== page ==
Finding Nail Clippers for Your Dog
There are two basic styles of nail clippers for dogs: a scissors type and a guillotine type. They both work equally well, so choose the design that you’re most comfortable with.
If your dog finds both kinds of clippers intolerable, an alternative tool is a nail grinder, an electric tool that sands nails down. These offer great control, but take longer than clippers and some people (and dogs) find the sounds and vibrations they produce unpleasant. Ask your veterinarian or groomer for advice about what types of nail trimmers are best for your dog and how to use them properly.
- Begin by spreading each of your dog’s feet to inspect for dirt and debris.
- Take your dog’s toe and hold it firmly, but gently. Hold your trimmer so that you’re cutting the nail from top to bottom at a slight angle, not side to side, and insert a very small length of nail through the trimmer’s opening to cut off the tip of each nail. Don’t trim at a blunt angle as to maintain the existing curvature of the nail.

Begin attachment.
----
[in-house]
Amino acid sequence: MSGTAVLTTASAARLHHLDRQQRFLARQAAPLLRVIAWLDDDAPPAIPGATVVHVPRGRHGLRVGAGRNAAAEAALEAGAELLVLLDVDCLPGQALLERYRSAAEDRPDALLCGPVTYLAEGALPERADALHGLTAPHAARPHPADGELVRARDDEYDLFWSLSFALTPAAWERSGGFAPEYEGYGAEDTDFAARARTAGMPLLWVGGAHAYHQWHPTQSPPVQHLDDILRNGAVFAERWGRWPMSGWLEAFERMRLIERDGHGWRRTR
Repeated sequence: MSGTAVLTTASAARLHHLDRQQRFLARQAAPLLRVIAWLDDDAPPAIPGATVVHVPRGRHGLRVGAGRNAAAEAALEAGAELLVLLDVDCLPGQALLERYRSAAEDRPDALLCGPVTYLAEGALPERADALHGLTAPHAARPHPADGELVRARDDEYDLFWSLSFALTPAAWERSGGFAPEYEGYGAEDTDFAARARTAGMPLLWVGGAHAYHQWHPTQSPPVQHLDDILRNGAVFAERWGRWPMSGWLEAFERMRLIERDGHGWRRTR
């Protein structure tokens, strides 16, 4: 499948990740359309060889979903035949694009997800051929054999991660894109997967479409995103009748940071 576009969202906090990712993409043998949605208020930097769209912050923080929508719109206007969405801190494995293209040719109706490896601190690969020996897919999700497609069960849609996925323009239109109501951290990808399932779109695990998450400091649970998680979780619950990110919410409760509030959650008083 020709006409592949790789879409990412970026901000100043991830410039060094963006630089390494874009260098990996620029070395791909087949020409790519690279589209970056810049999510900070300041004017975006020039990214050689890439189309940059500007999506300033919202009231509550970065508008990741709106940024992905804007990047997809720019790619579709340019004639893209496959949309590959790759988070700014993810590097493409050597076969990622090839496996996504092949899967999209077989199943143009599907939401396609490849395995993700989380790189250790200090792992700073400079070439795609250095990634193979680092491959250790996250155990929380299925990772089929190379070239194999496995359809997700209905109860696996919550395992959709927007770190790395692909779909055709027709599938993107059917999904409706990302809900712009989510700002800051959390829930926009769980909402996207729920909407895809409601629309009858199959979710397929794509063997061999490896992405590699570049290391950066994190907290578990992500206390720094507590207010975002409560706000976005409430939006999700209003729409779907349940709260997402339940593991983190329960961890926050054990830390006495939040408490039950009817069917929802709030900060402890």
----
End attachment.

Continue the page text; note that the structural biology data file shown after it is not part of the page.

- Cut a little bit of nail with each pass until you can see the beginning of a circle—still nail-colored—appear on the cut surface. The circle indicates that you are nearing the quick, a vein that runs into the nail, so it’s time to stop that nail and move on to the next.
- If your dog has black nails, however, the quick will not be as easily discernible, so be extra careful. If you do accidentally cut into the quick, it may bleed, in which case you can apply some styptic powder or corn starch to stop the bleeding.
- Once the nails have been cut, use an emery board to smooth any rough edges.